When deal­ing with Democ­rats and left-lib­er­als along “Pop­u­lar Front” lines, the CPUSA care­ful­ly avoid­ed spout­ing rad­i­cal dog­ma even as its sis­ter par­ties in Moscow and Havana encour­aged Marx­ist-led rev­o­lu­tions in the Third World. While the CP extend­ed its influ­ence into left-lib­er­al cir­cles, par­tic­u­lar­ly dur­ing the Rea­gan years, par­ty “hard­lin­ers” rest­ed con­tent in the knowl­edge that the more clout the CPUSA had inside the Demo­c­ra­t­ic Par­ty and its allied con­stituent group­ings, the less like­ly the Rea­gan Admin­is­tra­tion would be able to gen­er­ate the polit­i­cal will need­ed to use mil­i­tary force against rev­o­lu­tion­ary regimes and move­ments through­out the Third World. Need­less to say, this “two tier” approach met with Moscow’s full approval.

All that changed with the shift of Sovi­et for­eign pol­i­cy under Gor­bachev. Hard­lin­ers were infu­ri­at­ed with Gor­bachev’s deci­sion to end Russ­ian sup­port to its client states in East­ern Europe. Many of these regimes were run by ide­o­log­i­cal hard­lin­ers will­ing to devote con­sid­er­able resources to encour­ag­ing insur­gent Marx­ist move­ments in the Third World. Not sur­pris­ing­ly, par­ty boss­es in regimes like East Ger­many (whose hold on pow­er was ulti­mate­ly based on Sovi­et mil­i­tary might) now became Gorbachev?s harsh­est crit­ics.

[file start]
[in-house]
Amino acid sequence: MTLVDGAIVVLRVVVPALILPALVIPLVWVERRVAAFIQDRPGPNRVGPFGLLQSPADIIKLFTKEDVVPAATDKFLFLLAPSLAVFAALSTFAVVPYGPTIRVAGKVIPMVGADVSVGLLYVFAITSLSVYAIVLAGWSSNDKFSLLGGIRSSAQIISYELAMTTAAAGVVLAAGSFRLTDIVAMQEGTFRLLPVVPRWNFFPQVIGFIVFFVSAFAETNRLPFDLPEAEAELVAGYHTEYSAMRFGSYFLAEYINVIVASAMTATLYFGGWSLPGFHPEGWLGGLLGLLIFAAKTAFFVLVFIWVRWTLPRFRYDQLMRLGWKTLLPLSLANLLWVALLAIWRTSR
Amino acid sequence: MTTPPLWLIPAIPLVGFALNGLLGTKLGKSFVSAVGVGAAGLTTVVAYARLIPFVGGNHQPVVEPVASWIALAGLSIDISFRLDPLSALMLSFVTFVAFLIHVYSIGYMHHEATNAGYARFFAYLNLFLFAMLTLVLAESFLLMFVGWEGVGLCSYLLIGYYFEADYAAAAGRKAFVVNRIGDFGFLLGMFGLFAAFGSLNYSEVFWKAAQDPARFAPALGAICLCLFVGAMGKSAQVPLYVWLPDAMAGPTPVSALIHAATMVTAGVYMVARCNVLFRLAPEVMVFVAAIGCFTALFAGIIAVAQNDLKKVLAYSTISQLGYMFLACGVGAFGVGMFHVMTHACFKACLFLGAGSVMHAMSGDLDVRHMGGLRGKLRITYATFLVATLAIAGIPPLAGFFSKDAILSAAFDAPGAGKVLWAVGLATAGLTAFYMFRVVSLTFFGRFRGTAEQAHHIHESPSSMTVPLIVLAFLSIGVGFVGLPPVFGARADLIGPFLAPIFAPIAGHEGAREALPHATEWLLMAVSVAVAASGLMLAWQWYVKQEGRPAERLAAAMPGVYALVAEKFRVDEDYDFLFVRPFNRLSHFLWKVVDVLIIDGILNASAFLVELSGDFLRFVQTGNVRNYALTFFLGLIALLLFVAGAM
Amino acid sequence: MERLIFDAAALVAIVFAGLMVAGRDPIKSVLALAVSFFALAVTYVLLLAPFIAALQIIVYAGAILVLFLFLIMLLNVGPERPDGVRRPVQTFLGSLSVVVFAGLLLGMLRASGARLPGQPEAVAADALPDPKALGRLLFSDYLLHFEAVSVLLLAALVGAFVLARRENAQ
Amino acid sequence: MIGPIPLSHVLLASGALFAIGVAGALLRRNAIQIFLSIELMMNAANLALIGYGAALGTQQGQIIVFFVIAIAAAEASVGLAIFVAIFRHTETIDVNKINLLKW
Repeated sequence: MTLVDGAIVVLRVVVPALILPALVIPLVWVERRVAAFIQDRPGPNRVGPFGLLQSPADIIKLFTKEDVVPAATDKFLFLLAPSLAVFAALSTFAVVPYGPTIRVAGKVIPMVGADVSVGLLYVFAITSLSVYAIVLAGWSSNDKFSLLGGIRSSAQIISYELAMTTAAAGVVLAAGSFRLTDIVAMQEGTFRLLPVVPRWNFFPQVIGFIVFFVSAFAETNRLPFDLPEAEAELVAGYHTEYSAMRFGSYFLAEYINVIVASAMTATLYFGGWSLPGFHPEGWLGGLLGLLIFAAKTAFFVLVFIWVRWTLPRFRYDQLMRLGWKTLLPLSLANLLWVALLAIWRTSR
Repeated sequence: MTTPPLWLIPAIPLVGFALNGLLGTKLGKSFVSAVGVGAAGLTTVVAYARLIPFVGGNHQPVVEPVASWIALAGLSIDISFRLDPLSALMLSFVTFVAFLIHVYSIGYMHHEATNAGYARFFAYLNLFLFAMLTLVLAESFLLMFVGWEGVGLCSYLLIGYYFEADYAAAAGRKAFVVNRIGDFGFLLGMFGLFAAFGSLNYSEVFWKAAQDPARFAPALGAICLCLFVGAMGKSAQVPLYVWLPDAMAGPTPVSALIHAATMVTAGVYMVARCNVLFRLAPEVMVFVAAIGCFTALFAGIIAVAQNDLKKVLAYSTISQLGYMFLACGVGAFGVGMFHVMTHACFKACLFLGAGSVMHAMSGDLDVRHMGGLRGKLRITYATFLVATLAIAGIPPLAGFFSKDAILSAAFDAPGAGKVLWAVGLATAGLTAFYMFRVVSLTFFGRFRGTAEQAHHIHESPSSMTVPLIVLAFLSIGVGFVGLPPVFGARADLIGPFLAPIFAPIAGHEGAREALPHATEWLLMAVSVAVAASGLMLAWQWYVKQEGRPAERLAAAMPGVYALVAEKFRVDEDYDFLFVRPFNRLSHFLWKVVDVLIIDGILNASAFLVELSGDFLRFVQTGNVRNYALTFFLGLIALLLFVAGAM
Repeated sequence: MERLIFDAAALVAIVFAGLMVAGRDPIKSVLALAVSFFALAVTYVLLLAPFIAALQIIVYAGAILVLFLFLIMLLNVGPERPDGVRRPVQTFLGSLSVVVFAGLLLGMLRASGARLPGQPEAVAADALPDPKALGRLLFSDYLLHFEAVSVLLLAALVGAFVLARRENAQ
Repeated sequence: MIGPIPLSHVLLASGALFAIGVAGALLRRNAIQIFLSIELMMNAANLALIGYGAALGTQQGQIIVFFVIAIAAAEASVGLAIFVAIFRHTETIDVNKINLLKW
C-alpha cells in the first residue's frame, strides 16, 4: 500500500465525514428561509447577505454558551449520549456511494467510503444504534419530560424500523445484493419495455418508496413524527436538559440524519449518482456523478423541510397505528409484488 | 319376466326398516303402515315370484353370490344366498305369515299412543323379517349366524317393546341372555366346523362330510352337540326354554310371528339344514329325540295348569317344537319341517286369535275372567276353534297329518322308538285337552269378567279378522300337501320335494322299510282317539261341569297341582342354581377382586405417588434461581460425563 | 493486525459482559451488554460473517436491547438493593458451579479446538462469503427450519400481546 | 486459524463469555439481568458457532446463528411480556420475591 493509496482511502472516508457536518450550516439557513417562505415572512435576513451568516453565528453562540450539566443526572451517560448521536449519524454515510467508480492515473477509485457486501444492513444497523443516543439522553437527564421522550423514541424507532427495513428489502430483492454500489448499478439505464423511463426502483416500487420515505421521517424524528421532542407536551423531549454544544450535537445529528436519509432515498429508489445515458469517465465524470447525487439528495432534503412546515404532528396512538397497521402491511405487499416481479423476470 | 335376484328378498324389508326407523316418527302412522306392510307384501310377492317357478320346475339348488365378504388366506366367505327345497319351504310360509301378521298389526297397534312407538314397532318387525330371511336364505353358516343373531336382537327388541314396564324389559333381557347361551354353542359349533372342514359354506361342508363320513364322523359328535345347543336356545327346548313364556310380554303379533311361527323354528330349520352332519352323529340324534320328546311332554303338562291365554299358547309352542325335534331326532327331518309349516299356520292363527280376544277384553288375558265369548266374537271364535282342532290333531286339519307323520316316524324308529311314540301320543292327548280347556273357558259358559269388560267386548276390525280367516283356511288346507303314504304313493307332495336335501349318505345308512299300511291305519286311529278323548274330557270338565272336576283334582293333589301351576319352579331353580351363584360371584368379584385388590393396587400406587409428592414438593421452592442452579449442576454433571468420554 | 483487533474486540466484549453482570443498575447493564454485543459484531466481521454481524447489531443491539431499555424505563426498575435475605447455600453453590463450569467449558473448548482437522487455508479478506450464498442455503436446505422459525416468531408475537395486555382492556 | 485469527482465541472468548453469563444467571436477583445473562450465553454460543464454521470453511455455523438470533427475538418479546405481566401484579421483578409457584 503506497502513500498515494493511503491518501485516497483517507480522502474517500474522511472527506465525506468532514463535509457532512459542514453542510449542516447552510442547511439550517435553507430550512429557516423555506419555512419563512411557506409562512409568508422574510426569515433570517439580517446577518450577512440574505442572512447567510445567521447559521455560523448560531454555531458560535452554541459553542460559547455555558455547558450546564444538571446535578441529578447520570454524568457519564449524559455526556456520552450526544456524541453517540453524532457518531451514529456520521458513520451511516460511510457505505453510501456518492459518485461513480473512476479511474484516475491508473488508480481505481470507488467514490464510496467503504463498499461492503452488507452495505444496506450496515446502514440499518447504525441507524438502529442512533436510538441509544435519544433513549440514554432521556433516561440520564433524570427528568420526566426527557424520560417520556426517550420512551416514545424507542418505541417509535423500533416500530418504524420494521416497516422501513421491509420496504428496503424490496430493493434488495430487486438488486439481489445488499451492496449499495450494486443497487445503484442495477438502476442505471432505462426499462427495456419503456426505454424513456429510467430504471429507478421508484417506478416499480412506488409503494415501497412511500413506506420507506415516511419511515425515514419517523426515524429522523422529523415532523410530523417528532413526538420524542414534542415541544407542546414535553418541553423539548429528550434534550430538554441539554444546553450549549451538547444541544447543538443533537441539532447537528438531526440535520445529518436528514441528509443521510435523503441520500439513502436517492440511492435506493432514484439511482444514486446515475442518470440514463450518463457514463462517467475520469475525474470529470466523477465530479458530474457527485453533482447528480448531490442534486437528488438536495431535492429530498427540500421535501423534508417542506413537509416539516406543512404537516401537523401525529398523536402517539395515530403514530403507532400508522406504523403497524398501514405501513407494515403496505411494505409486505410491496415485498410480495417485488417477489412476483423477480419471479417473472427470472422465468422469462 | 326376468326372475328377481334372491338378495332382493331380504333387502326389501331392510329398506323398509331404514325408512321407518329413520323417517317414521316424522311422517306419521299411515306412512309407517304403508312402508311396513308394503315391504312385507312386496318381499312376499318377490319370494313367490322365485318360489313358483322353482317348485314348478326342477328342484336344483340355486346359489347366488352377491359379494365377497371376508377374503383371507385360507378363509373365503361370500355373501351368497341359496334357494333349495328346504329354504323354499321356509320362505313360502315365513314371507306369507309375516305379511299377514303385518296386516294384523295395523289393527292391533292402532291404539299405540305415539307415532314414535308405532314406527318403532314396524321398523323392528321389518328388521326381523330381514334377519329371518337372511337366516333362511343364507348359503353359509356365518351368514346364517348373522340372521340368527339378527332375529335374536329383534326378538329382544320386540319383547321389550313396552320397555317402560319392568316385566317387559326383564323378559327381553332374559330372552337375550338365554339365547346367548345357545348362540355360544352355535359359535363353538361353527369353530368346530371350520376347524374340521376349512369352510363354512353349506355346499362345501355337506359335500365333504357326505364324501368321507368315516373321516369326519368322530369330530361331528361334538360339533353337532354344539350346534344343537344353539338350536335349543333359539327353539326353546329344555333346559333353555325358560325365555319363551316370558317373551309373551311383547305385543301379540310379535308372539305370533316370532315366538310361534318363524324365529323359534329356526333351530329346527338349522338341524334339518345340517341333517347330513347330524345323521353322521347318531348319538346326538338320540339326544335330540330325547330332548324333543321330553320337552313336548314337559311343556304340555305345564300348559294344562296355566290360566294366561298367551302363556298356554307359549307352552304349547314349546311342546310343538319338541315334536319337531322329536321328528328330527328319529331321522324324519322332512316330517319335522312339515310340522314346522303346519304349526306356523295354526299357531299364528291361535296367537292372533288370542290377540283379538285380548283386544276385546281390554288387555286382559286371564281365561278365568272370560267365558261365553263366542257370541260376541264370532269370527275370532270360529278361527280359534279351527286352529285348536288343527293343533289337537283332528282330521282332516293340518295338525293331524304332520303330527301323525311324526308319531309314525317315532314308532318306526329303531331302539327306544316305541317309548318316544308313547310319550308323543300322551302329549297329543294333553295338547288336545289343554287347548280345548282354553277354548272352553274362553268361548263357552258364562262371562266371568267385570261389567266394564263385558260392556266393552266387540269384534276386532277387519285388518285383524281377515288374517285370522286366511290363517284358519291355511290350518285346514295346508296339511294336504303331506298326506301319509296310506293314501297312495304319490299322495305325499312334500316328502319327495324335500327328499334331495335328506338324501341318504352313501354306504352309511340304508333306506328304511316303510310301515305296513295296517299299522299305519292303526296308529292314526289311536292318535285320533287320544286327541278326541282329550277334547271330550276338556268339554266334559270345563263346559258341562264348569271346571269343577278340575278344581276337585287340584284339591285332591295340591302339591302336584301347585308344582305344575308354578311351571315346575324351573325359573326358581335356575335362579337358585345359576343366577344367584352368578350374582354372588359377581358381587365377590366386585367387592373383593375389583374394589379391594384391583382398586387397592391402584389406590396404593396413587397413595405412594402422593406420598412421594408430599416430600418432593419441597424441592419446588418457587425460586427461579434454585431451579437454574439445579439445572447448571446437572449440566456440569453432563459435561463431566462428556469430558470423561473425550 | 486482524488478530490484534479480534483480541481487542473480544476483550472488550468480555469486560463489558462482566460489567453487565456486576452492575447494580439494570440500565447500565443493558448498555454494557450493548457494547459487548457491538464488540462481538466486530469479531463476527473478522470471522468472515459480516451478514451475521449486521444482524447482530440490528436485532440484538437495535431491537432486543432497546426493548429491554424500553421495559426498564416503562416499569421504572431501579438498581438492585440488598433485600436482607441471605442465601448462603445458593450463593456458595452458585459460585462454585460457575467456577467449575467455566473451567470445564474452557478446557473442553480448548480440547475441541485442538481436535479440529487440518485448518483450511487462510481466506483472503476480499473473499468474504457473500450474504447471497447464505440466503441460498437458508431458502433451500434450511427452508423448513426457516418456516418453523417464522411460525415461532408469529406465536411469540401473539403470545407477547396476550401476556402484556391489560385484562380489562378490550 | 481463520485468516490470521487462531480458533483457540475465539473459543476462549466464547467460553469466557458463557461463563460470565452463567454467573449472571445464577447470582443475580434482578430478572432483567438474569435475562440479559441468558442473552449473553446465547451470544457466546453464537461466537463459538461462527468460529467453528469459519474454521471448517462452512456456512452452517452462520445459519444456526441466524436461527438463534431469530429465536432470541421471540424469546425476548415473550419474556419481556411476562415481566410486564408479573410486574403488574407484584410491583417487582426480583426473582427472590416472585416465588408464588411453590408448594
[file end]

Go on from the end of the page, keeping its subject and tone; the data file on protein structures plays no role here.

Gor­bachev’s deci­sion to dis­tance the Sovi­et Union from Cuba also dealt a seri­ous blow to Cuban-allied insur­gency move­ments through­out both Cen­tral and Latin Amer­i­ca. Since the roman­ti­ciza­tion of the Cuban Rev­o­lu­tion, com­bined with Cuban mil­i­tary aid to the San­din­istas and the deploy­ment of Cuban troops to help the gov­ern­ment of Ango­la in its war against Jonas Sav­im­bi’s Union Nacional para a Inde­pen­den­cia Total de Ango­la (UNITA, a bru­tal South African‑, U.S.-, and Chi­nese-backed oppo­si­tion move­ment) had led many Amer­i­can left­ists into the Sovi­et camp in the first place, Gor­bachev’s actions against Cuba came as a par­tic­u­lar­ly bit­ter blow.